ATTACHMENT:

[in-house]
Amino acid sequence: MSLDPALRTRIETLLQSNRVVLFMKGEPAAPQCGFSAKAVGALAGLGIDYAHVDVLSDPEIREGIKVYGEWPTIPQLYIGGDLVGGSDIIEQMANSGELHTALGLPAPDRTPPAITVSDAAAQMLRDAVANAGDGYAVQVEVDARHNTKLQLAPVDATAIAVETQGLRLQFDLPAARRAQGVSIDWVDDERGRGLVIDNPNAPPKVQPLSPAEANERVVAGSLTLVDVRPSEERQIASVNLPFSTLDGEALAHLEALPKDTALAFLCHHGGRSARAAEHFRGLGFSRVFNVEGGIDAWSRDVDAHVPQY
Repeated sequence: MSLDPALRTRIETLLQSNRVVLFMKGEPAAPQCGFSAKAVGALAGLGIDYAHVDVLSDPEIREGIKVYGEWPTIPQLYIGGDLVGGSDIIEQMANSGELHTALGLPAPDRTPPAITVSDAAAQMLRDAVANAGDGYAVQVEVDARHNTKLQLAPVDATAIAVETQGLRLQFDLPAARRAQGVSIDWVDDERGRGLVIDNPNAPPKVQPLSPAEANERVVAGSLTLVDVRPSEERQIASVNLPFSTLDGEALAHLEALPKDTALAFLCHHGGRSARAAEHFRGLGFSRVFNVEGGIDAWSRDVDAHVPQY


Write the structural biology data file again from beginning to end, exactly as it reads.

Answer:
[in-house]
Amino acid sequence: MSLDPALRTRIETLLQSNRVVLFMKGEPAAPQCGFSAKAVGALAGLGIDYAHVDVLSDPEIREGIKVYGEWPTIPQLYIGGDLVGGSDIIEQMANSGELHTALGLPAPDRTPPAITVSDAAAQMLRDAVANAGDGYAVQVEVDARHNTKLQLAPVDATAIAVETQGLRLQFDLPAARRAQGVSIDWVDDERGRGLVIDNPNAPPKVQPLSPAEANERVVAGSLTLVDVRPSEERQIASVNLPFSTLDGEALAHLEALPKDTALAFLCHHGGRSARAAEHFRGLGFSRVFNVEGGIDAWSRDVDAHVPQY
Repeated sequence: MSLDPALRTRIETLLQSNRVVLFMKGEPAAPQCGFSAKAVGALAGLGIDYAHVDVLSDPEIREGIKVYGEWPTIPQLYIGGDLVGGSDIIEQMANSGELHTALGLPAPDRTPPAITVSDAAAQMLRDAVANAGDGYAVQVEVDARHNTKLQLAPVDATAIAVETQGLRLQFDLPAARRAQGVSIDWVDDERGRGLVIDNPNAPPKVQPLSPAEANERVVAGSLTLVDVRPSEERQIASVNLPFSTLDGEALAHLEALPKDTALAFLCHHGGRSARAAEHFRGLGFSRVFNVEGGIDAWSRDVDAHVPQY